The steady concreting-over of the past and the collective amnesia that came with it was damaging us all, stripping away history and culture like bark from a sapling, replacing it with commemorative statues, plaques that tell us what was here, what this used to be. As Chelsea tractors ploughed roads fresh with tarmac, franchise chicken outlets sprang up on Church Street on the sight of a jazz bar turned squat, memory died with the pubs we loved but didn’t frequent enough (Wetherspoons was just that little bit cheaper, right?), and we consumed ourselves with every purchase at Tesco, Svankmajer’s ‘Food’ made depressingly prophetic. Last night, buoyed up on chemical-love for humanity, I had loudly described (as I often did), to a friend-of-a-friend, the Battle of Cable Street. “Mosley preached on Shacklewell Lane!” I had half-shouted. And she had said “I never knew that”.
I paused and considered this sudden riot in my head. Sinclair had indeed fuelled my interest in East London, and Hackney specifically. Distasteful as it was, the place did have a perverse element of bohemia to it that we all relished whether we admitted it or not. But no, fuck that, I thought, we weren't the enemy. We were not the poisonous leeches, the parasites, the remoras that held on as this beast-borough swam it's way through history with it's ally Tower Hamlets, desperate for the echoes of 1888 and the city of dreadful night. We knew all about Yiddish anarchists, Mosley bashers, Hawksmoor, and yeah, the Battle of Cable Street made my heart swell a little with emotion when I thought of it and I didn't fucking care if anyone wanted to sneer at that.
I, we, are not the problem – we were creating our own history, adding new stories to the area, sowing new seeds and irrigating parched soil, making culture out of nothing. The one fault of those desperate to preserve the past and to save those vanishing voices was that they forgot about the present, couldn't see it happening about them even as they decried the Croydonisation of the East End. I had read Bill Fishman, Rachel Lichtenstein, Iain Sinclair, they had done so much for me it was impossible to articulate, yet the story isn't finished and things do happen. Every day. For every cafe that charged four pounds for a grilled cheese sandwich, there were people like us sweating in basements across the whole of Mother London, braving the grey elements to watch poets, punks, writers, artists stand on makeshift stages as they created the present, future and past. I had seen the revenants that crowded the streets; hopelessly outnumbered by the dead, some tried to join them. All we could do was carry on. The battles of the 1960's and 70's, 80's had been fought and lost, yet their influence dogged us as we fought to shake off the dead languages and form our own lexicon. It was working, too, but the cultural commentators could not see that, yet. By the time we were mentioned in The Guradian, it was all over.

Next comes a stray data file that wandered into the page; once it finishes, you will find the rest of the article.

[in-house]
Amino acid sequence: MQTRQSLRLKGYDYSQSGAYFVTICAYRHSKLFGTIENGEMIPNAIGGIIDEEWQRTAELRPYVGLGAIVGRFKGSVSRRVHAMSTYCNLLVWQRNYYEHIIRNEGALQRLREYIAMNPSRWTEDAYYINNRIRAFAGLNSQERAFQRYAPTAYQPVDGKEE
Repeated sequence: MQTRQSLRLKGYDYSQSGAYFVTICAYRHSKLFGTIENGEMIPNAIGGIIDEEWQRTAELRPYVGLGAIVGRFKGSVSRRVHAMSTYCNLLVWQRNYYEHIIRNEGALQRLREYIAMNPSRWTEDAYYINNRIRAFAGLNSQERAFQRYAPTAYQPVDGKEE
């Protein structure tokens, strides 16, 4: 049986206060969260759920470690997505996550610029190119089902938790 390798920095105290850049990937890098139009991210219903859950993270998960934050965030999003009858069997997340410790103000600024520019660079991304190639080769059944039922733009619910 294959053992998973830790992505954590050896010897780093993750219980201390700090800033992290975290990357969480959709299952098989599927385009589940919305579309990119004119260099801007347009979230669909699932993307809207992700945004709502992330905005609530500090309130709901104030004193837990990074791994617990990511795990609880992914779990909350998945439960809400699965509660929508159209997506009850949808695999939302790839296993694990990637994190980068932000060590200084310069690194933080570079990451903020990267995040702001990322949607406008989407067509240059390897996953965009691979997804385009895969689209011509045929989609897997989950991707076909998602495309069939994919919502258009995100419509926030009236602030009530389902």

I put the book down, Nick Cave soft in the background, and made a mental list of my criteria for being where I was, and doing what I was doing:
1. Family from London. Notting Hill Gate to be precise, before and during the war. “Before all the blacks moved in” as my older relatives were fond of saying. I was born near Wembley.
2. Squatting. Conscious reaction against the tyranny of the housing market. An act of self-determination that Hackney’s artistic spirit would support, no?
3. Artistic endeavours and being part of the lifeblood of the underground scene. Well, The Poet, Jerome and I did indeed run shows all across Hackney, punk, reggae, folk, hip-hop, poetry, spoken word. Not for profit, DIY, conscious, we took an active role in where we were, creating culture rather than just consuming it.
4. Being vegetarian. Though that was very common round here, these days.
1. Schooled in Canterbury, Kent. Conservative, middle-class connotations that were hard to shake off, even if no one but myself cared.
2. Not from East London. I had lived here for a long time, though.
I decided I was doing okay and could make a good argument for myself, in case the topic ever arose. I noticed my cigarette had burnt down to the filter. Another, I thought. Then Maria was in the doorway, olive skin and a white towel with floral patterning covering her. Bleary eyed, we made eye contact as if through frosted glass. I blinked, focused. An undine from Latin America, a golem who had never seen a ghetto.